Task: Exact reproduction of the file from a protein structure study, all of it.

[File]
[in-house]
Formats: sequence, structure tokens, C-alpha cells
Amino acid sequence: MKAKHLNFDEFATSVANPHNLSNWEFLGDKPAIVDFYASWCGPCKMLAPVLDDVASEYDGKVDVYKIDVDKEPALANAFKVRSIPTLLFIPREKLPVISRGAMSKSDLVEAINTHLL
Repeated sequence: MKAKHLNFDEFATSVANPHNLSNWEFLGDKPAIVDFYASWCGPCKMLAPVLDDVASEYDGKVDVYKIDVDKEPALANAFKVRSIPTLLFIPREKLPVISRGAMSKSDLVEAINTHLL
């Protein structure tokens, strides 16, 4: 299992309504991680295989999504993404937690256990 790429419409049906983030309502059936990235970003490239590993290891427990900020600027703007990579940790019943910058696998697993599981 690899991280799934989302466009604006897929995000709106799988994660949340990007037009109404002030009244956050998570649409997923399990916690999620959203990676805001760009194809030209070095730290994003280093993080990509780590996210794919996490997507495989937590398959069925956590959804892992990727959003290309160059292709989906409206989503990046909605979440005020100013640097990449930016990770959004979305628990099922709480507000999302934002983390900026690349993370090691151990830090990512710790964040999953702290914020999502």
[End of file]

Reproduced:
[in-house]
Formats: sequence, structure tokens, C-alpha cells
Amino acid sequence: MKAKHLNFDEFATSVANPHNLSNWEFLGDKPAIVDFYASWCGPCKMLAPVLDDVASEYDGKVDVYKIDVDKEPALANAFKVRSIPTLLFIPREKLPVISRGAMSKSDLVEAINTHLL
Repeated sequence: MKAKHLNFDEFATSVANPHNLSNWEFLGDKPAIVDFYASWCGPCKMLAPVLDDVASEYDGKVDVYKIDVDKEPALANAFKVRSIPTLLFIPREKLPVISRGAMSKSDLVEAINTHLL
């Protein structure tokens, strides 16, 4: 299992309504991680295989999504993404937690256990 790429419409049906983030309502059936990235970003490239590993290891427990900020600027703007990579940790019943910058696998697993599981 690899991280799934989302466009604006897929995000709106799988994660949340990007037009109404002030009244956050998570649409997923399990916690999620959203990676805001760009194809030209070095730290994003280093993080990509780590996210794919996490997507495989937590398959069925956590959804892992990727959003290309160059292709989906409206989503990046909605979440005020100013640097990449930016990770959004979305628990099922709480507000999302934002983390900026690349993370090691151990830090990512710790964040999953702290914020999502």